A recent incident in Miami illustrates the challenges associated with this no-holds-barred approach to competition. Instead of shaking hands at the end of their championship game, the students from Scheck Hillel Community School and Archbishop Carroll Coleman High School began to brawl. According to news reports, this incident began with Antisemitic and hated-filled curses.
This melee in Miami generated news headlines because this behavior goes against our shared aspirations of sportsmanship, and even worse, signifies a symptom of a growing national problem. In our nation of immigrants, distrust of the other frequently frames our interactions in our country. While team sports are supposed to build character and community, there are similar stories of verbal taunts and some punches thrown at schools from Los Angeles, California, to Franklin, Massachusetts.
With so much of our attention focused on what is being taught in the classroom, it behooves us to notice what is going on outside. How often do children get together with those who are different from themselves? Where do students engage with new peers?
Students are most likely to meet peers different from themselves on a sports field, in a debate tournament, at Model UN and a Science Fair. All of these activities contribute greatly to our children’s development, and yet, the one common thread is competition.
When one doesn’t know the people on the other side of the field whether it be in Miami or Anytown USA, it is unfortunately too easy to classify an opponent myopically as merely a member of another religion, race, ethnicity, gender, socioeconomic background, etc. The problem is that when we only meet others to compete, our pastimes can become clash times.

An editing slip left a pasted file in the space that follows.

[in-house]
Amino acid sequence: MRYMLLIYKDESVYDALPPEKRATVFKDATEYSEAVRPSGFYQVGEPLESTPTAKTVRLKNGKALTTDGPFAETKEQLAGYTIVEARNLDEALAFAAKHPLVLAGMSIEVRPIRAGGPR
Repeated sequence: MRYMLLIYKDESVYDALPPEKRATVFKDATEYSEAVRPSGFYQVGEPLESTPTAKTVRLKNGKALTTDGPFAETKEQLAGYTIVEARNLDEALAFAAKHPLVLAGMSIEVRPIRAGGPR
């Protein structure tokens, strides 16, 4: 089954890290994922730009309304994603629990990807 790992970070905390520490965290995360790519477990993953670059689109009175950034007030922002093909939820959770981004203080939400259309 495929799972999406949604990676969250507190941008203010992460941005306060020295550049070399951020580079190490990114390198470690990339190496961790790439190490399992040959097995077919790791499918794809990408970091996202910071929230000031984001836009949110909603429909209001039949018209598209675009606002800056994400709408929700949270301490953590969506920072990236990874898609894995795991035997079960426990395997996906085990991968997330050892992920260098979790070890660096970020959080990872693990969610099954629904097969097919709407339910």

I recently started working for Civic Spirit, an organization that provides training in civic education to faith based schools. In addition to professional development and leadership training, we create opportunities for Jewish, Catholic, Christian, and Muslim teachers and students to meet and work together. While dialogue across differences is an important first step, real change takes place when we collaborate in an ongoing manner.
What amazes me most about the field of civic education is the amount of collaboration taking place. This year’s Civic Learning Week consisted of offerings from an array of organizations with diverse missions and overlapping goals. The spirit of the week is that all of us are needed to enhance civic education, despite differences in approach and overlapping needs.
Thinking about the clash between the students in Miami, I am reminded of the words of Rabbi Lord Jonathan Sacks: “We encounter God in the face of a stranger. That, I believe, is the Hebrew Bible’s single greatest and most counterintuitive contribution to ethics. God creates difference; therefore it is in one-who-is-different that we meet God.” This sensibility is not intended to reduce our competitive spirit; rather foster generosity of spirit towards those on the other side of the field.
While our pastimes change over time, our commitment to community and country must be given every chance to stand the test of time. When we give the next generation the opportunity to work together rather than against one another, we all win the day.